[merged small][merged small][merged small][merged small][merged small][merged small][merged small][merged small][merged small][merged small][merged small][merged small][merged small][ocr errors][merged small][merged small]

82 days 67 days .318 days

The principle is the same for all subsequent promotions. If a lieutenant desires to gain the grade of captain, he must pass through at least eight repeated courses, a school for firing, the central school,that is to say, a school which brings together the future captains in all branches of the army, -and must act as chief of a company, of a squadron, or a battery in a school for recruits. The total of his days of service will reach 541, and if he has been considered qualified for the rank, he will still be called to take part in two courses in tactics, and must continue the annual courses of repetition until he has reached the age of thirty-five rather than thirty-two.

If one takes into account the fact that the pay of a lieutenant is six francs for every day of actual service, that of a captain ten francs, and that of a major eighteen francs, and remembers that for every man who in civil life is bound down by an exacting profession these frequent calls to the colors constitute a serious interruption in his professional gains, one may well understand that the military system rests on traditions of patriotism and self-denial.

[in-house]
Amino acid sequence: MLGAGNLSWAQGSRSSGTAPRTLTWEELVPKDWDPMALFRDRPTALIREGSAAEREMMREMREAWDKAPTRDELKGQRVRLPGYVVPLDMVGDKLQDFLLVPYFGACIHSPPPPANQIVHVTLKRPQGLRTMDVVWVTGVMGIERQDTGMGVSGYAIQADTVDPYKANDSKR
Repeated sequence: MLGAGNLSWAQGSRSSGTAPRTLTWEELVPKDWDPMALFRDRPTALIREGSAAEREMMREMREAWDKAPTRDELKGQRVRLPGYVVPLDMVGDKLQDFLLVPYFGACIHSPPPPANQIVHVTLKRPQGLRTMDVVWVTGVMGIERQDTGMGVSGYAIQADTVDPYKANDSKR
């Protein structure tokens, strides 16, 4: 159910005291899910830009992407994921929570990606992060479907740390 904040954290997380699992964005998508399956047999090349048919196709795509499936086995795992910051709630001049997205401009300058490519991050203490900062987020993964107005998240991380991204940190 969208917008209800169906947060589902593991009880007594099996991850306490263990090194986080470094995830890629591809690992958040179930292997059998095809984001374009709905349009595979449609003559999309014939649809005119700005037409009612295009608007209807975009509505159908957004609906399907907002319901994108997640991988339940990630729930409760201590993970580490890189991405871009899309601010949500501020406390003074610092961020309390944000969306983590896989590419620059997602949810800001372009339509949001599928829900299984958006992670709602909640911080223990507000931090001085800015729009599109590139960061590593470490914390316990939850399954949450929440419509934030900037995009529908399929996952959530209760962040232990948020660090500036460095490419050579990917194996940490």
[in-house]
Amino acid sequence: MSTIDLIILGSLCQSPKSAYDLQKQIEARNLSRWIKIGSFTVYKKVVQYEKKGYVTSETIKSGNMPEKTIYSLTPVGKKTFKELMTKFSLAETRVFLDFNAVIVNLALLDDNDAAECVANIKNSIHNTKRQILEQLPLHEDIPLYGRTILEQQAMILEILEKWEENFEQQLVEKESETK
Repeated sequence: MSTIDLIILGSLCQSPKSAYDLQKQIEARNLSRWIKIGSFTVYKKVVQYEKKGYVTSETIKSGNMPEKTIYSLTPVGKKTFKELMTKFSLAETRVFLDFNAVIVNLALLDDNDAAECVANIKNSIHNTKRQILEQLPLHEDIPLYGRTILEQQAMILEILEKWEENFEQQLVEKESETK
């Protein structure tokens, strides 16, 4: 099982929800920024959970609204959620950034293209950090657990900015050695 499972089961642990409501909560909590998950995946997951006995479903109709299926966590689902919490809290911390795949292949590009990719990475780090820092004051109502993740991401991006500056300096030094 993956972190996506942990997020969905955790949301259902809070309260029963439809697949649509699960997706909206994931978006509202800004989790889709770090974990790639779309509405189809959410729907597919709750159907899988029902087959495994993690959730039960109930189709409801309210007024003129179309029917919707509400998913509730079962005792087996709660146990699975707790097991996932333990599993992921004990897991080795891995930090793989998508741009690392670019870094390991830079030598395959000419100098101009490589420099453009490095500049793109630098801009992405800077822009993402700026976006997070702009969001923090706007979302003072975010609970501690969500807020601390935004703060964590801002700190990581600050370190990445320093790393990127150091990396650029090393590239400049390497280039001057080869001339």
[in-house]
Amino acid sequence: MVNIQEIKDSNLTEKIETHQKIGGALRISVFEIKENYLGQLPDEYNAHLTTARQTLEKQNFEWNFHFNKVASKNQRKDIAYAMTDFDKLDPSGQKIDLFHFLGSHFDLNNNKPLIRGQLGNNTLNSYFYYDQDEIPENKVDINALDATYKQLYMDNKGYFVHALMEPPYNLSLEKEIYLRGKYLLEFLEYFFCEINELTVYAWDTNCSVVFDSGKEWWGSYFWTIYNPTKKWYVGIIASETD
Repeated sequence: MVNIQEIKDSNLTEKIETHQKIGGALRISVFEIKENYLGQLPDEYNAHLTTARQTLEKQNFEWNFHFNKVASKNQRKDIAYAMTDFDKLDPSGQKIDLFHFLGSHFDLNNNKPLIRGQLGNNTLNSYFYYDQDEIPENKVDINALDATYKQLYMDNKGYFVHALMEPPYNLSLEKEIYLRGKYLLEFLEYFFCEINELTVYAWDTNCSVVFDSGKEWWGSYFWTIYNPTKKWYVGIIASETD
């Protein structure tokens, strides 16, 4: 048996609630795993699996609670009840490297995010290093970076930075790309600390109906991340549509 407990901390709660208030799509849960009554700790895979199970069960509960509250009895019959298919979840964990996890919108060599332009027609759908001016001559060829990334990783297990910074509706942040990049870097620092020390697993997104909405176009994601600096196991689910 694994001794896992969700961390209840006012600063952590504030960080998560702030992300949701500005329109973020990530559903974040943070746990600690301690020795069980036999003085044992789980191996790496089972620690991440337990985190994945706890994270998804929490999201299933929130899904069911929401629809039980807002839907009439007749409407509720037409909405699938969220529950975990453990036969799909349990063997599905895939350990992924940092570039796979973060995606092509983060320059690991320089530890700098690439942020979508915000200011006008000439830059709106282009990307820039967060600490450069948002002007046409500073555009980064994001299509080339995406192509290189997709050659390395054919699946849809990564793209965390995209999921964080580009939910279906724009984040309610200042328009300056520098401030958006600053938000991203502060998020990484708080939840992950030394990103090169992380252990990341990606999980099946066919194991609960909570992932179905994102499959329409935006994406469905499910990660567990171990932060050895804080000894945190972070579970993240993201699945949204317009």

Company IV of the 19th Battalion displaying their numerals in a moment of relaxation



ALL these periods of exercise and instruction succeed one another with periodical regularity. The danger is that between two periods a soldier may lose his intellectual and technical training. The law has therefore provided a program of courses of studies, carried on by numerous associations, which offer to their members supplementary military training. The society of officers and non-commissioned officers is charged, with others, with preparatory military instruction. The society of artillerymen, of bridge-makers, of hospital nurses, even of drummers, of gymnasts, and of sharp-shooting, have similar